Notwithstanding the above, today’s enterprising leaders in nonprofits and philanthropy have learned that a publicist gets you noticed far more effectively than having a Certified Executive Coach™. If you aren’t noticed, no amount of actual work or accomplishment will advance your career. A publicist can help you get in various media, letters to the editor, or in articles like “30 Achievers Under 30” or “40 Under 40.” Register or RSVP for events but don’t show up—it helps to get your name out there. Get invited to present at obscure meetings far away, in Asia or Europe if possible, and get it in some publication. Plaster your photo all over your organization’s newsletter. If you are an executive director, get your title changed to President and CEO—it sounds more important, and lots of the big corporate jobs use that.
Alternative 3a. Achieve something noteworthy—someone is bound to notice.
4. “He who can do this has the whole world with him. He who cannot walks a lonely way.”
—Dale Carnegie, 1936
Ever since Dale Carnegie learned persuasion by winning college debates arguing “the necessity of halting Japanese immigration,”1 clever Americans have had a knack for winning friends and influencing people. But only if they put their minds to it—which is what you must do. Find out what other people want, use their name a lot, and praise their efforts. Your funders are great, your local elected officials are terrific, and your board is wonderful. I know you can do this because you are fabulous. You are one of the most talented people I know. You are smart, intelligent, and beautiful, which is why lots of people love you and enjoy working with you.2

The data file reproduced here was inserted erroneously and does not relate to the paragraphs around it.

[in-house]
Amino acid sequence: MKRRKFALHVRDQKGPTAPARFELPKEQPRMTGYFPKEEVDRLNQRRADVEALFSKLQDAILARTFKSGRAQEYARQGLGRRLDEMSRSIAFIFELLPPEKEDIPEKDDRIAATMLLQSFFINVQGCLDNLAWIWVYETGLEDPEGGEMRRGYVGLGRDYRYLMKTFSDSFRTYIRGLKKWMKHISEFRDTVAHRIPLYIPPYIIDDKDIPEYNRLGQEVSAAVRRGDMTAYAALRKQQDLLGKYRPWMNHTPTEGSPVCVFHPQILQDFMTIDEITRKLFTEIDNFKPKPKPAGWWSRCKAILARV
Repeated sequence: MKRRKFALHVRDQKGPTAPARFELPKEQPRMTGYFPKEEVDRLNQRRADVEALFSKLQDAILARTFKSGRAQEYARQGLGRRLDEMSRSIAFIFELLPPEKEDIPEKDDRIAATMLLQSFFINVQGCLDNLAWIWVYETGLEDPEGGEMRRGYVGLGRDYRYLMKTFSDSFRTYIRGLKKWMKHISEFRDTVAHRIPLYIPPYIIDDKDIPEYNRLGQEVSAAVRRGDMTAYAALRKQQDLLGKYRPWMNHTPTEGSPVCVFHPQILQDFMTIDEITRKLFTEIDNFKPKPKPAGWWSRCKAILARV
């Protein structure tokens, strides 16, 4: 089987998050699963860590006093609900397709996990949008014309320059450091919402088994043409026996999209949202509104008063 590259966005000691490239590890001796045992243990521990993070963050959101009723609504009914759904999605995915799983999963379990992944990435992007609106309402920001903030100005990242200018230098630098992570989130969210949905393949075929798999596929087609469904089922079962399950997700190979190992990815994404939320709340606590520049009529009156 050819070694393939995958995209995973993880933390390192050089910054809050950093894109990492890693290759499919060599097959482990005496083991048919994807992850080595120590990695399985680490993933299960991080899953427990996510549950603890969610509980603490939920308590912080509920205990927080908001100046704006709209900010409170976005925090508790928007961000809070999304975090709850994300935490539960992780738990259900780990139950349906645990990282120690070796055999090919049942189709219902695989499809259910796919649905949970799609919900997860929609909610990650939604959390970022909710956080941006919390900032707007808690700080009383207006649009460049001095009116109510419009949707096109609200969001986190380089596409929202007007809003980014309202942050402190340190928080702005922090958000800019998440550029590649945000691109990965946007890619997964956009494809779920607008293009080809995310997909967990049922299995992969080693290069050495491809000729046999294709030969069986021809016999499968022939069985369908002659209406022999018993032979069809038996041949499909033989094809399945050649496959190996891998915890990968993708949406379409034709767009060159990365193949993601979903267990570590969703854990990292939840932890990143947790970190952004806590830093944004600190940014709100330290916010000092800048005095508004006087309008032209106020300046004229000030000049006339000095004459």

Alternative 4a. Be forthright.
Alternative 4b. Be a contrarian. In an industry of dysfunctional rescuers (providing support for the well-meaning regardless of performance), candor and truth-telling will set you apart.
5. “If you want to get along, go along.”
—Sam Rayburn, Speaker,
U.S. House of Representatives, 1940–61
Discretion is the better part of valor. In all your battles, be brave but not foolish. Someone, somewhere, at some point, could take offense if you speak up on a matter in public dispute. Wait to see which way the wind is blowing and don’t make a mountain out of a molehill. He who fights and runs away may live to fight another day, etc.
Alternative 5a. Breathe the spirit of the age and have the courage of your convictions.
6. “Whoever has the gold makes the rules.”
By their finances you shall know the best leaders, who have a spreadsheet permanently playing on a video screen in their brains. They spend the majority of their staff and board meetings on finance and fundraising, and control people by restricting their budget items. Money people respect finance people, and you will want to be respected by the money people.
Alternative 6a. It’s not just about the money. Pay attention and stay involved in the actual work of the organization.
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7. “I start with the premise that the function of leadership is to produce more leaders, not more followers.”
Go to lots of meetings, conferences, and events—and get into any program that has the word “leadership” in the title. The value of leadership programs is not that you actually learn anything—they are mostly a potpourri of presentation and posturing—but because they actually have the effect of designating you as a leader, whether you have any leadership qualities or not!